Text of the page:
U.S. Imperialism’s War on the Environment

By Andrew Martin

We live in unprecedented times. Never have we seen environmental destruction occur on such a scale. What humanity collectively does now determines the fate of all future generations. The productive forces of capitalism have transformed the globe. No longer are humans living in submission to the environment. A single species completely dominates the earth and holds it in subjection.

But, the very productive forces unleashed by capitalism have consequences that we may have little control over. Time is running short. Capitalism has created the conditions for a mass extinction of most of the earth’s species. The difference to previous mass extinctions is that the current one we are entering is not due to any sort of natural phenomena. The roots of the current environmental crisis are only several hundred years old. They lie in the creation of class-based societies that have managed to monetise and extract surplus value.

Capitalism runs counter to the preservation and sustainability of the environment. It depends not only on the exploitation of labour but on the extraction of vast natural resources.

The mining of abundant coal deposits in North-Eastern England was vital for the development of the British Empire. There had been large coal pits since Roman times. Still, it was not until deep shaft mining developed in conjunction with the steam engine that capitalism had the industrial output to become a truly global system of generalised commodity production. Fierce competition for new markets and greater resources gave greater impetus to industrialisation and colonial conquest. Previously colonised nations such as China and India became even more exploited, and their resources systematically plundered.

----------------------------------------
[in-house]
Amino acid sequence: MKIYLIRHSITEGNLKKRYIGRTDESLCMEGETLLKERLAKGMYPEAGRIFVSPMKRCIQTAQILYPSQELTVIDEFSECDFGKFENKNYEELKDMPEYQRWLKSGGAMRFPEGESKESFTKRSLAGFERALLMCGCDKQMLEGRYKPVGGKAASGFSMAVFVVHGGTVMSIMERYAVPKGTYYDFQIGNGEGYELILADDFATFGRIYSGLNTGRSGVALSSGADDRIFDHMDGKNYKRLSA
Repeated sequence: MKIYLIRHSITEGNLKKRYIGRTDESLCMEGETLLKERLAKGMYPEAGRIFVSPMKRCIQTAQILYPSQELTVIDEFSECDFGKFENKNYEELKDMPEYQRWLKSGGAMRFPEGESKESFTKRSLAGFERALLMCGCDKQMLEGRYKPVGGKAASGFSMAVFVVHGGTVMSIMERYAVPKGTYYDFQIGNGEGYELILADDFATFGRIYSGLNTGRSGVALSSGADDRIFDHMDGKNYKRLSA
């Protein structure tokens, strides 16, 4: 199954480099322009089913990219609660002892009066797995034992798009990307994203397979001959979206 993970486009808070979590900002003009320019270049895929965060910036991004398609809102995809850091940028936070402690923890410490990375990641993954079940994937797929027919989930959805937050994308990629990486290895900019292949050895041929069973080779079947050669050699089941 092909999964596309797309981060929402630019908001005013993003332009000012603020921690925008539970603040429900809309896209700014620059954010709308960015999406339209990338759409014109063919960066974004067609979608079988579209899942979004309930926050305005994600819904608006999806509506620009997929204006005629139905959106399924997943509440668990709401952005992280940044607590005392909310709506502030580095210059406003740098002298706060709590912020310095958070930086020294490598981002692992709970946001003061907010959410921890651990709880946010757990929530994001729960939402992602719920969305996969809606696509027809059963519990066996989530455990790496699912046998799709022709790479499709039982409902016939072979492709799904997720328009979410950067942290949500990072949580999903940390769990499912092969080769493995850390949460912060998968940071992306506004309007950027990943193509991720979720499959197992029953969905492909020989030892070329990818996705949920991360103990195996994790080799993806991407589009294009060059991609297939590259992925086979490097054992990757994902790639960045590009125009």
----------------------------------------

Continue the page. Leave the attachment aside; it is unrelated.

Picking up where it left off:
As the free competition between small proprietors gave way to competition between large transnational corporations, the capitalist system developed into what we know today as imperialism.

This single integrated global market constrains any other economic or political system from emerging. Capitalism is a “do or die” system. The logic and internal processes of capitalism are blind to humanity’s needs and to the ecological systems that support life on this planet.

Capitalism relies on endless growth. Any contraction in growth is poisonous to the capitalist system. It is at its heart a predatory system, relying on competition between nation-states, corporations and individuals. It relies on systematic oppression, exploiting superficial differences, manipulating basic insecurities, fears and uncertainty. Divisions of race and gender weaken resistance to capitalist development. Still, it is the extraction of super-profits, the transfer of masses of wealth from developing nations to the rich, that has ultimately consolidated capitalism’s rule.

Colonial powers were able to send expeditionary forces to quell unrest, subjugate indigenous peoples, control resources and capture new markets. Capitalism uprooted whole social orders, driving peasants from the commons and, in turn, through factory labour, socialised the means of production.